Melman said that according to the Israeli officials he's spoken with, it was Israel that initiated the idea of utilizing computer viruses. "They've been doing cyberwarfare slightly longer than the Americans. Military Intelligence Unit 8200 [Israel's equivalent of the National Security Agency in charge of signals intelligence] has been exploring the potential for offensive as well as defensive cyberwarfare capabilities for at least a decade."
As some critics have noted, a cyber-attack that spread to thousands of computers unrelated to Iran's nuclear program is at odds with the Obama Administration's "International Strategy for Cyberspace," a policy laid out a year ago. "The digital world," reads the document, "is a place where the norms of responsible, just and peaceful conduct among states and peoples have begun to take hold." So, perhaps the administration, and Biden in particular, is eager to shift the blame to avoid charges of hypocrisy: The Americans do the good stuff, it's the Israelis who do the bad stuff.
This is the flip side of the political narrative. "It's a disinformation campaign to present Israel's behavior as without discretion, without patience," a former Israeli intelligence official told me. He recalls another New York Times story about a war game that starts with an Israeli strike against Iran in which thousands of Americans are killed. "The idea," said the official, "is to present Israel as gung-ho and ready to go to war, and America has to stop it from doing something disastrous."
It's hard to imagine that the two sides walked into the Stuxnet campaign ignorant of each other's abilities and limitations. "I don't believe for a moment that such 'teams'—if they existed as 'teams'—didn't have the chance to review or test each other's code in some meaningful fashion," said Michael Schrage, a research fellow at MIT Sloan School's Center for Digital Business. "I suppose it's possible that complementary teams worked independently and then released an uncoordinated worm into the wild, but that's a pretty poor way of trying to kill or disrupt or gain intelligence around the most difficult nuclear challenge America and Israel face. If I were an Israeli or American cyber-warrior, I would want to know the other's code and protocol or doctrine for attack."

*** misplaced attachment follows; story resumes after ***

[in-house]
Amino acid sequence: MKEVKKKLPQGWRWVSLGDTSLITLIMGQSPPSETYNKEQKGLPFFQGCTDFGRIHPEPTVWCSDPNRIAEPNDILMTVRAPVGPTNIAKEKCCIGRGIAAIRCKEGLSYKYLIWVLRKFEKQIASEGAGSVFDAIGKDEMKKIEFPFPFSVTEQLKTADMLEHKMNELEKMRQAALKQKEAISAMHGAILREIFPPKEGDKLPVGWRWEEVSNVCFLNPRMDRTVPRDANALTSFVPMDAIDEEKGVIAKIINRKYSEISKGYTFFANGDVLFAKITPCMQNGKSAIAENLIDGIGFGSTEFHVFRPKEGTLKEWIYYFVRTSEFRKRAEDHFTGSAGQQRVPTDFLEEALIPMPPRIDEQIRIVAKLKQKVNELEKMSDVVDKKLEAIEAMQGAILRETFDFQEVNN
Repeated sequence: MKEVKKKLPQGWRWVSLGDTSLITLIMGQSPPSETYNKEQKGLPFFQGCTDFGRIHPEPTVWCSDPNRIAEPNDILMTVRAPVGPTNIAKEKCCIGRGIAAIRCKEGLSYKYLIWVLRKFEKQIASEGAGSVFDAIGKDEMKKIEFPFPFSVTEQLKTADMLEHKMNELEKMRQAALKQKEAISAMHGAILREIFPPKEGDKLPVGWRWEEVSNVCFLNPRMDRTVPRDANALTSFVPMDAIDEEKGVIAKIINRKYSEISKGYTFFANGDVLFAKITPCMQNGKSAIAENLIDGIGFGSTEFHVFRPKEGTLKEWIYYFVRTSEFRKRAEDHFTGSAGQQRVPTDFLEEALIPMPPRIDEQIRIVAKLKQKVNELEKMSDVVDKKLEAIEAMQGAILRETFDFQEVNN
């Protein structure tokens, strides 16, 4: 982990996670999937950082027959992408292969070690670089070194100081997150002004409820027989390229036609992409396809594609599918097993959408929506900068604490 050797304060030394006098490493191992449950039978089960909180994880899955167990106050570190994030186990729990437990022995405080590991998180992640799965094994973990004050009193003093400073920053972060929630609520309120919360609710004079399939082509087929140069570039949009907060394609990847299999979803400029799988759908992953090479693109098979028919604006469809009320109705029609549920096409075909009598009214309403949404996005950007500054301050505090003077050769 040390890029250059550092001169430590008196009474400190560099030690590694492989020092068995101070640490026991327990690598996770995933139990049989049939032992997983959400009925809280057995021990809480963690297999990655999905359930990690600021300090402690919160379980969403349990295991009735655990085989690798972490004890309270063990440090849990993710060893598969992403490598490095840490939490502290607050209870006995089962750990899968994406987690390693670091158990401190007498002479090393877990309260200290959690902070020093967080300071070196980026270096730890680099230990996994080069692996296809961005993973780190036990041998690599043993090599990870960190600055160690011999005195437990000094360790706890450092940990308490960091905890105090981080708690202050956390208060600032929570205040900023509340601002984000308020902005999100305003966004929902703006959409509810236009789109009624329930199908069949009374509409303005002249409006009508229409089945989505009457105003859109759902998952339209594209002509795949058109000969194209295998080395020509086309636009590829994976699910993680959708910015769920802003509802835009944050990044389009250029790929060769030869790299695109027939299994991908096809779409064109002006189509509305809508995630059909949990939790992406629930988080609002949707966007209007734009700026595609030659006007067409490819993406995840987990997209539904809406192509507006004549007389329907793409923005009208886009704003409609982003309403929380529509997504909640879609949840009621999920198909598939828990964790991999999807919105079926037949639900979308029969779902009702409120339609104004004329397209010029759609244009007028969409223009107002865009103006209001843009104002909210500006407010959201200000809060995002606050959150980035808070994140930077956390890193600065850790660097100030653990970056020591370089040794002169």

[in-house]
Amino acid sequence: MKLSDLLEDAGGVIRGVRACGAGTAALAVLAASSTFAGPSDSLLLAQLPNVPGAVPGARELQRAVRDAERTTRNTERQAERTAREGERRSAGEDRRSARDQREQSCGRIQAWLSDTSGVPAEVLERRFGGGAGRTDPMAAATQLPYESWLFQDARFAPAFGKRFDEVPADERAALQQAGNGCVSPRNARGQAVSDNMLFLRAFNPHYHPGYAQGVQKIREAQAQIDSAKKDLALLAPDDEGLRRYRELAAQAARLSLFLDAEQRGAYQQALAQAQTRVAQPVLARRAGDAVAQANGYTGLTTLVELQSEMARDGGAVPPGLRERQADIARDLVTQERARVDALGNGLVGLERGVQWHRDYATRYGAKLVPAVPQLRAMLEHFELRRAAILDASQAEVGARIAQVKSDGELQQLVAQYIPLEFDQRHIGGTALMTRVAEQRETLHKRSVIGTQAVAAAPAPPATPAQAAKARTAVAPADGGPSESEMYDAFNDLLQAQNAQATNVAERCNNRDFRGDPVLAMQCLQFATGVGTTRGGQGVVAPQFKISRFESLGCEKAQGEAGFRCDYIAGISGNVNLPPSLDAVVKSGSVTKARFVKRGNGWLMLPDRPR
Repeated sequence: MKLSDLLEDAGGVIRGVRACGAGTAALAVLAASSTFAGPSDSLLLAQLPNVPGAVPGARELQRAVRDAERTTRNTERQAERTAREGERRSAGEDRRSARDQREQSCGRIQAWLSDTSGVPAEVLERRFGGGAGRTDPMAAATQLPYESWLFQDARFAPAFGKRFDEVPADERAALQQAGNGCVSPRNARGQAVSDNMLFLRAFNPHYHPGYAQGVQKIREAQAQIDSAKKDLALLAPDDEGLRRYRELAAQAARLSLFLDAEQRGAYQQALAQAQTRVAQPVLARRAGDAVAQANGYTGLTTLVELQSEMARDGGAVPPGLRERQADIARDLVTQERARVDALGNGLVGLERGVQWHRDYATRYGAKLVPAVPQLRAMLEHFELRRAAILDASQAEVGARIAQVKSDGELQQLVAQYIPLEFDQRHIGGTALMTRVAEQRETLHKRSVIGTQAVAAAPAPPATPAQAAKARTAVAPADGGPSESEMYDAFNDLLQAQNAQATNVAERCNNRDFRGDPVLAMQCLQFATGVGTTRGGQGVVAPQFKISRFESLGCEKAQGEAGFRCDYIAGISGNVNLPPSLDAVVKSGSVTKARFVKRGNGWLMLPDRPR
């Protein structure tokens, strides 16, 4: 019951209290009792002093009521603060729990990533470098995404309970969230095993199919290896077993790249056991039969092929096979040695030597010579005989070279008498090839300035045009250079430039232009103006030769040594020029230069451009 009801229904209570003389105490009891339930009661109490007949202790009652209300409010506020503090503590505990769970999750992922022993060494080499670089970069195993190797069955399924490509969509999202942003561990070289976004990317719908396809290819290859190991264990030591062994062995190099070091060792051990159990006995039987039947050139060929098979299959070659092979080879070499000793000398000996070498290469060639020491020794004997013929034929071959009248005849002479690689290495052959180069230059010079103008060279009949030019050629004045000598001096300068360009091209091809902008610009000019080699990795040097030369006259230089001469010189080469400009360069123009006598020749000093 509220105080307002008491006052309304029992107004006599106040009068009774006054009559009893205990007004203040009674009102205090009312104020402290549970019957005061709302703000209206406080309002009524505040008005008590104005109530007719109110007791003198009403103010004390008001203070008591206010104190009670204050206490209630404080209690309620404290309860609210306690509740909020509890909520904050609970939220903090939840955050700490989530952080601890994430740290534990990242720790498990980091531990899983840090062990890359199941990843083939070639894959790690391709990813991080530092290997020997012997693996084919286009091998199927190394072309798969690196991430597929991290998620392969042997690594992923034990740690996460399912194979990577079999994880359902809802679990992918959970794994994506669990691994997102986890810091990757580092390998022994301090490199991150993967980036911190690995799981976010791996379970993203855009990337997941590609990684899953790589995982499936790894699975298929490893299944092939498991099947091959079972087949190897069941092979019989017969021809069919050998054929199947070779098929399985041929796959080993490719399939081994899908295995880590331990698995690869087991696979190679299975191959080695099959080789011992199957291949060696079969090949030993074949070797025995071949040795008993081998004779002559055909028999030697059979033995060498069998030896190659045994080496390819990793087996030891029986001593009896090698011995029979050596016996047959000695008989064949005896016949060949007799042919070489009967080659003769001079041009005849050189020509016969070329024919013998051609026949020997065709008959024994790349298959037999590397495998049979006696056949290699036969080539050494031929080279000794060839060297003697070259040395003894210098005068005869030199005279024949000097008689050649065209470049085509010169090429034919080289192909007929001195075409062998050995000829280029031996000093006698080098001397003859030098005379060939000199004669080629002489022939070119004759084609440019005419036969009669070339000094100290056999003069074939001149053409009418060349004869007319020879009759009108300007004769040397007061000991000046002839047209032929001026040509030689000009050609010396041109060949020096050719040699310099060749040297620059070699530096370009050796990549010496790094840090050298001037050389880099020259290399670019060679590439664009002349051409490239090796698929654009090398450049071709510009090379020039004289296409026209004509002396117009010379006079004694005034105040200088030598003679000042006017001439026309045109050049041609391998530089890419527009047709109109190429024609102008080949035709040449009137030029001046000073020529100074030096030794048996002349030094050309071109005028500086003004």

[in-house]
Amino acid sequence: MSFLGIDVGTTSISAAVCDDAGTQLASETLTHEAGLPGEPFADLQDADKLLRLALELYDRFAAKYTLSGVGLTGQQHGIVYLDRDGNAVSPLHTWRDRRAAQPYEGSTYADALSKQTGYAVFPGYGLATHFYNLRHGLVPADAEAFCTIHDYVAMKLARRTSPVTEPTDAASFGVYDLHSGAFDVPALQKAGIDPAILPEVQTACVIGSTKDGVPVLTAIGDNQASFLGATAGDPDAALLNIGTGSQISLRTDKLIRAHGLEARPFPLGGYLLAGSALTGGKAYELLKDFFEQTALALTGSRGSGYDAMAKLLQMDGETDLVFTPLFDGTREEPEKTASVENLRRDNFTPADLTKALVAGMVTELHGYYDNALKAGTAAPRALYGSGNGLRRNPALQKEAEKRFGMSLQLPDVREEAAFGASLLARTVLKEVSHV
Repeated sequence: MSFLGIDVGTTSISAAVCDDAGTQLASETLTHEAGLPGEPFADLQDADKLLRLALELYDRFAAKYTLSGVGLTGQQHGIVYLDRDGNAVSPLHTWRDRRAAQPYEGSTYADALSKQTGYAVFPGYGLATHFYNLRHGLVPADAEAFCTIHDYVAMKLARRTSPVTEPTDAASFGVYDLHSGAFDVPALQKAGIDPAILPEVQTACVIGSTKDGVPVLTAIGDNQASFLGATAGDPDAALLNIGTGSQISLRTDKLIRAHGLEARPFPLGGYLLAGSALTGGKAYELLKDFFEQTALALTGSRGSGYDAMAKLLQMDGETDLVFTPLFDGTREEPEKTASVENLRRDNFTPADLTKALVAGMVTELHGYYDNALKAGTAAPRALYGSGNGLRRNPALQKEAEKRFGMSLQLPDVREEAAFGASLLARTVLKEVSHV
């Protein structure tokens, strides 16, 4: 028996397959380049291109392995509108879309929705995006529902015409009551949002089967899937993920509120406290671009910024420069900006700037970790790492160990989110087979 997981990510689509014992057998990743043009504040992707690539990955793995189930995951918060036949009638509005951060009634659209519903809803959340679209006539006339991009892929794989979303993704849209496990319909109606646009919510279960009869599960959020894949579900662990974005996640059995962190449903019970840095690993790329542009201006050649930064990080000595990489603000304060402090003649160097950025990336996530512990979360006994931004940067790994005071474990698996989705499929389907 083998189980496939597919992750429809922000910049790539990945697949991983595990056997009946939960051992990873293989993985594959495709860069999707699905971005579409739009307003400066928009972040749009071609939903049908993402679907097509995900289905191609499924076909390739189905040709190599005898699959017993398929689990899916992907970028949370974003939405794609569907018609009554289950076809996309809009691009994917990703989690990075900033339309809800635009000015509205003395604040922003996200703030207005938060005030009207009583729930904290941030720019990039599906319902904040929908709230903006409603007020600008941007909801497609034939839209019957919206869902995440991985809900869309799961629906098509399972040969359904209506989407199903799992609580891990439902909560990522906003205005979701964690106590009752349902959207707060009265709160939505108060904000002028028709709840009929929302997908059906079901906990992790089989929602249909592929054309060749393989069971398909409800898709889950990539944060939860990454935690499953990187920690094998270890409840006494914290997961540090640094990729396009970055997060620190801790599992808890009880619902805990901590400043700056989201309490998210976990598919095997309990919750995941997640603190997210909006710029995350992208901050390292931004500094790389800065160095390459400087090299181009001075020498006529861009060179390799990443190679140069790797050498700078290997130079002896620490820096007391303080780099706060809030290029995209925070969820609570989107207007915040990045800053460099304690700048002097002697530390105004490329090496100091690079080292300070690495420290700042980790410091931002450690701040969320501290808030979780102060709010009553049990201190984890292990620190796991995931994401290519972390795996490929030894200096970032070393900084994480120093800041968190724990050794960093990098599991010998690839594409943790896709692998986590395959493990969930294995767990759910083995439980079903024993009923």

In other words, the chances that the White House was really blindsided by Israel, like Biden says, are virtually nil.
But Israelis, said Melman, understand that the point of this story was to enhance the president's image. "Israeli officials know that it's an election year," says Melman. "They believe the information was leaked to glorify the Obama Administration. Israeli officials are not going to rock the boat and ruin the party."
The Times story is part of a larger narrative being driven by the Obama team, meant to enhance the president's image in the middle of an election campaign where, according to some polls, the Republican candidate has pulled even with the incumbent. Forget the fact that Syria is burning, that the Russians have been emboldened by American impotence in the Middle East, or that the Iranians are tip-toeing across the finish line to get a nuclear weapon while American diplomats sit helplessly at a negotiating table. Focus rather on the image of a cool superhero commander in chief ordering clandestine attacks.
"Obama's problem," says the former Israeli intelligence official, "is that on one hand the administration has to show that they are doing something about Iran. But on the other hand, they can't abandon their left-wing base. So, it's better to shift blame to Israel. No Israeli government is going to be criticized for releasing a virus. We know we are at war, and America does not know it's at war."
Lee Smith is a Senior Fellow at Hudson Institute and is the author of The Strong Horse: Power, Politics and the Clash of Arab Civilizations (Doubleday, 2010).